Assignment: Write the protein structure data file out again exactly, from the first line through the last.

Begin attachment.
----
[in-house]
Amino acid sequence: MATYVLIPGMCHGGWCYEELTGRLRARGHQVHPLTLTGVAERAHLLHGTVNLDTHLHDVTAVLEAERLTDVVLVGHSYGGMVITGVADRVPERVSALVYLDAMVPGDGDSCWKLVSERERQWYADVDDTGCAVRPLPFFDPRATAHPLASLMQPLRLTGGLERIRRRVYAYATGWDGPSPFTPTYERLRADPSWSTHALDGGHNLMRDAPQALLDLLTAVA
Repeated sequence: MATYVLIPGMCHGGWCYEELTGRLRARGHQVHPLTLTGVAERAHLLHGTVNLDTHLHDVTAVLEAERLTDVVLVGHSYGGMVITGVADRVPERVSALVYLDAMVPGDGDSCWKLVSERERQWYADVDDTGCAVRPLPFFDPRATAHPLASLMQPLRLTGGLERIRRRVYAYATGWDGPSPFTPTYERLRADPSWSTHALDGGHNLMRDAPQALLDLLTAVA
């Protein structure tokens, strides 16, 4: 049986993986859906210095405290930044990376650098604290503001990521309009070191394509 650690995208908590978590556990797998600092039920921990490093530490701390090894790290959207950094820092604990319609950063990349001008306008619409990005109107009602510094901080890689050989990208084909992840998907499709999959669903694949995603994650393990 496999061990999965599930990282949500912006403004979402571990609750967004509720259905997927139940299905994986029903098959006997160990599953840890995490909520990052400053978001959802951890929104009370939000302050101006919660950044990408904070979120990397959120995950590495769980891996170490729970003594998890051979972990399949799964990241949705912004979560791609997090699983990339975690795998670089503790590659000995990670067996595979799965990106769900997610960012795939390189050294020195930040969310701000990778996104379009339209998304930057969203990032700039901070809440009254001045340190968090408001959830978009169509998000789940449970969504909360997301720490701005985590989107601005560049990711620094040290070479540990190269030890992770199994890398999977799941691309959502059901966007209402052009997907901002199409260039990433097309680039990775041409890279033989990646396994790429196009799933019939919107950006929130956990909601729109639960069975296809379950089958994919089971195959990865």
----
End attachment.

[in-house]
Amino acid sequence: MATYVLIPGMCHGGWCYEELTGRLRARGHQVHPLTLTGVAERAHLLHGTVNLDTHLHDVTAVLEAERLTDVVLVGHSYGGMVITGVADRVPERVSALVYLDAMVPGDGDSCWKLVSERERQWYADVDDTGCAVRPLPFFDPRATAHPLASLMQPLRLTGGLERIRRRVYAYATGWDGPSPFTPTYERLRADPSWSTHALDGGHNLMRDAPQALLDLLTAVA
Repeated sequence: MATYVLIPGMCHGGWCYEELTGRLRARGHQVHPLTLTGVAERAHLLHGTVNLDTHLHDVTAVLEAERLTDVVLVGHSYGGMVITGVADRVPERVSALVYLDAMVPGDGDSCWKLVSERERQWYADVDDTGCAVRPLPFFDPRATAHPLASLMQPLRLTGGLERIRRRVYAYATGWDGPSPFTPTYERLRADPSWSTHALDGGHNLMRDAPQALLDLLTAVA
């Protein structure tokens, strides 16, 4: 049986993986859906210095405290930044990376650098604290503001990521309009070191394509 650690995208908590978590556990797998600092039920921990490093530490701390090894790290959207950094820092604990319609950063990349001008306008619409990005109107009602510094901080890689050989990208084909992840998907499709999959669903694949995603994650393990 496999061990999965599930990282949500912006403004979402571990609750967004509720259905997927139940299905994986029903098959006997160990599953840890995490909520990052400053978001959802951890929104009370939000302050101006919660950044990408904070979120990397959120995950590495769980891996170490729970003594998890051979972990399949799964990241949705912004979560791609997090699983990339975690795998670089503790590659000995990670067996595979799965990106769900997610960012795939390189050294020195930040969310701000990778996104379009339209998304930057969203990032700039901070809440009254001045340190968090408001959830978009169509998000789940449970969504909360997301720490701005985590989107601005560049990711620094040290070479540990190269030890992770199994890398999977799941691309959502059901966007209402052009997907901002199409260039990433097309680039990775041409890279033989990646396994790429196009799933019939919107950006929130956990909601729109639960069975296809379950089958994919089971195959990865």